Yoku’s Island Express boasts vibrant 2D visuals and charming animations. If you stop and take a closer look, you’ll notice the grass and leaves around Yoku gently blowing in the wind, while clouds glide overhead and cast shadows upon the ground. It’s very gorgeous to behold and is further enhanced by the sounds of waterfalls crashing against rocks, birds tweeting and the wind blowing across the mountain tops. The music is typically island-themed, featuring flute and ukulele tunes which compliment the environments and helps set the mood.

With a unique and engaging blend of platforming, pinball and adventure genres, Yoku’s Island Express is an incredible effort by developer Villa Gorilla. There are plenty of side quests and hidden items, which are a joy to uncover as you pinball your way across the vibrant Mokumana Island. There are some standard platformer tropes here and there, some slightly tiresome backtracking and a story arc that lacks greater character development. But overall the execution is solid and should not be overlooked. Definitely a contender for Indie Game of the Year.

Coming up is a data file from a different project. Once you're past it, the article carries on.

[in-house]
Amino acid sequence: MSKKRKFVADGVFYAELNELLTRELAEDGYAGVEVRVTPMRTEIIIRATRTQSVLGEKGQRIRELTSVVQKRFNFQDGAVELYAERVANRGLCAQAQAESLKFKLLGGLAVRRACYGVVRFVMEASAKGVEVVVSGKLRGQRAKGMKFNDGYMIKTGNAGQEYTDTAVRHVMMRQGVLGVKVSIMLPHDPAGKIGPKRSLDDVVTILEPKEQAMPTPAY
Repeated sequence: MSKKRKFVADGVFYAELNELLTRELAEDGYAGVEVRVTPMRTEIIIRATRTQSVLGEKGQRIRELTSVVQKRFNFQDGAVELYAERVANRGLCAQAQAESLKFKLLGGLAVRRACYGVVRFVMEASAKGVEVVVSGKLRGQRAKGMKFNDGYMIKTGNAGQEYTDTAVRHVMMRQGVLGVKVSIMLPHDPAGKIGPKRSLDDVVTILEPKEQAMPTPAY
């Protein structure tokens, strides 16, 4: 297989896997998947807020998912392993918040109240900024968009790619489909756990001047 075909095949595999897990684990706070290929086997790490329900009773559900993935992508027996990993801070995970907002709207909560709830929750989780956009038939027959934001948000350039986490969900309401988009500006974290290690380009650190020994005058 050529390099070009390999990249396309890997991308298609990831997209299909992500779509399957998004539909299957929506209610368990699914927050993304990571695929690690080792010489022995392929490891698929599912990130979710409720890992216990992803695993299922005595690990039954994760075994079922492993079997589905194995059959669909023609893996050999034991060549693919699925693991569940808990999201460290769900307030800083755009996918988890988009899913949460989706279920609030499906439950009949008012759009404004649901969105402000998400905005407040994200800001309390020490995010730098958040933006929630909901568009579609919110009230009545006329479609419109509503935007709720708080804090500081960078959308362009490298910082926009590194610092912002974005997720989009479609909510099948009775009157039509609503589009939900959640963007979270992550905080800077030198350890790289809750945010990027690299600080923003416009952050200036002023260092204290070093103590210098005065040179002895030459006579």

- Unique blend of genres
- Engaging gameplay
- Vibrant 2D visuals
- Lots of content on offer


- Lack of greater character development
- Backtracking can get tiresome

Overall Score: